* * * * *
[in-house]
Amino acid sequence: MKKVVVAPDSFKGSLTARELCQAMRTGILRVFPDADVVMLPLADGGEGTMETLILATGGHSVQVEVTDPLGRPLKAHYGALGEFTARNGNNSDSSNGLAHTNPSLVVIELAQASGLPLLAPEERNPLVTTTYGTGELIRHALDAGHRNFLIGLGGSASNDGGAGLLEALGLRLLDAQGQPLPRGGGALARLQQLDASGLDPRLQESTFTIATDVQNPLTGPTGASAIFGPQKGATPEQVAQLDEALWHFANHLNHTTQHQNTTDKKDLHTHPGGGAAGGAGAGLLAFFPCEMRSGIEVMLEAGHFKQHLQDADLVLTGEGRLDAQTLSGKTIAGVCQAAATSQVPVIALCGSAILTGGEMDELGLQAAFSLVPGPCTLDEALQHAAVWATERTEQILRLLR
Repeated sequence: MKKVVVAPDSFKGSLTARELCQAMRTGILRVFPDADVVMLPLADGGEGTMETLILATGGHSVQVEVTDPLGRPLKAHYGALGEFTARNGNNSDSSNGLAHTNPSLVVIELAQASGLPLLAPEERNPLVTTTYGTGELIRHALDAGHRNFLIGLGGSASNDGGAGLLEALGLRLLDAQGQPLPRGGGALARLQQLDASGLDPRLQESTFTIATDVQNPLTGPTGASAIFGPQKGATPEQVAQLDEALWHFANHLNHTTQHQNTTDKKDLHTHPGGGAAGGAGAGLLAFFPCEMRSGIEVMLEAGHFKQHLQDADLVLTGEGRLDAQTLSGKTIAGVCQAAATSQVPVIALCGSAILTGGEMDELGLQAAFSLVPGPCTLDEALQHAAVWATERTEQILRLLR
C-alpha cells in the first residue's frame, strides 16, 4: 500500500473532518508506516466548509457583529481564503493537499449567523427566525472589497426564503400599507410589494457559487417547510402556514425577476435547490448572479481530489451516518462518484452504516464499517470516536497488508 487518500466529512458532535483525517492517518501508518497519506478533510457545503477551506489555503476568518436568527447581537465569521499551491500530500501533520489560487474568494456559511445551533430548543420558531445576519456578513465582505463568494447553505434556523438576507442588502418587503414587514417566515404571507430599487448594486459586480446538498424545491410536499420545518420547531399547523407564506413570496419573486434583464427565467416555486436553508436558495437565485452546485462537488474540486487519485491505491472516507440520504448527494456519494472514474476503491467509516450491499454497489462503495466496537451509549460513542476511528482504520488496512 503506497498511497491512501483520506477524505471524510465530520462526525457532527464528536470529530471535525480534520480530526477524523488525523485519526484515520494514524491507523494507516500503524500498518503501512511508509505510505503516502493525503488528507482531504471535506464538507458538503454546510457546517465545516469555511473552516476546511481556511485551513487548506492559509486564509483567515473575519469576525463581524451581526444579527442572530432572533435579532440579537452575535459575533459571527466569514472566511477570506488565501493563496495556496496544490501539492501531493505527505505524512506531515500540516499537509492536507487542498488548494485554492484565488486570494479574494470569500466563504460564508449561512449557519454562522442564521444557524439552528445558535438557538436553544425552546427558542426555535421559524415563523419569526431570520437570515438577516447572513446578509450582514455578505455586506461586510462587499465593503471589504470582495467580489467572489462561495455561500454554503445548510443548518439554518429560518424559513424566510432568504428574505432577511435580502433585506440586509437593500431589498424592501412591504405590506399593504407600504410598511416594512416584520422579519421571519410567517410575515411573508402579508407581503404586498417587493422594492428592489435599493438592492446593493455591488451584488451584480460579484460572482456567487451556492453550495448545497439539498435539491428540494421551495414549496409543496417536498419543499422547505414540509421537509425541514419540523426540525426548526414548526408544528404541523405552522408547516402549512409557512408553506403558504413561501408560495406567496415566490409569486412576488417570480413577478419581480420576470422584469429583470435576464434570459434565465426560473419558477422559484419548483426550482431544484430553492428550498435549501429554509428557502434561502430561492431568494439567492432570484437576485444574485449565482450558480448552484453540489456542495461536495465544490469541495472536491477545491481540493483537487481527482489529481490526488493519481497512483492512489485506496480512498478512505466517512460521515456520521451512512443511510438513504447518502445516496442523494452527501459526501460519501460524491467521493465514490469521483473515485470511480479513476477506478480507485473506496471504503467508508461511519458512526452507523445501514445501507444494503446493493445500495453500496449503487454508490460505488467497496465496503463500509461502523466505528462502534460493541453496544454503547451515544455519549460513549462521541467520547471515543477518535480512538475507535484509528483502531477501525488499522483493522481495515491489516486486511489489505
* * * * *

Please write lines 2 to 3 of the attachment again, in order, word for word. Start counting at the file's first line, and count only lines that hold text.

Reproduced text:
Amino acid sequence: MKKVVVAPDSFKGSLTARELCQAMRTGILRVFPDADVVMLPLADGGEGTMETLILATGGHSVQVEVTDPLGRPLKAHYGALGEFTARNGNNSDSSNGLAHTNPSLVVIELAQASGLPLLAPEERNPLVTTTYGTGELIRHALDAGHRNFLIGLGGSASNDGGAGLLEALGLRLLDAQGQPLPRGGGALARLQQLDASGLDPRLQESTFTIATDVQNPLTGPTGASAIFGPQKGATPEQVAQLDEALWHFANHLNHTTQHQNTTDKKDLHTHPGGGAAGGAGAGLLAFFPCEMRSGIEVMLEAGHFKQHLQDADLVLTGEGRLDAQTLSGKTIAGVCQAAATSQVPVIALCGSAILTGGEMDELGLQAAFSLVPGPCTLDEALQHAAVWATERTEQILRLLR
Repeated sequence: MKKVVVAPDSFKGSLTARELCQAMRTGILRVFPDADVVMLPLADGGEGTMETLILATGGHSVQVEVTDPLGRPLKAHYGALGEFTARNGNNSDSSNGLAHTNPSLVVIELAQASGLPLLAPEERNPLVTTTYGTGELIRHALDAGHRNFLIGLGGSASNDGGAGLLEALGLRLLDAQGQPLPRGGGALARLQQLDASGLDPRLQESTFTIATDVQNPLTGPTGASAIFGPQKGATPEQVAQLDEALWHFANHLNHTTQHQNTTDKKDLHTHPGGGAAGGAGAGLLAFFPCEMRSGIEVMLEAGHFKQHLQDADLVLTGEGRLDAQTLSGKTIAGVCQAAATSQVPVIALCGSAILTGGEMDELGLQAAFSLVPGPCTLDEALQHAAVWATERTEQILRLLR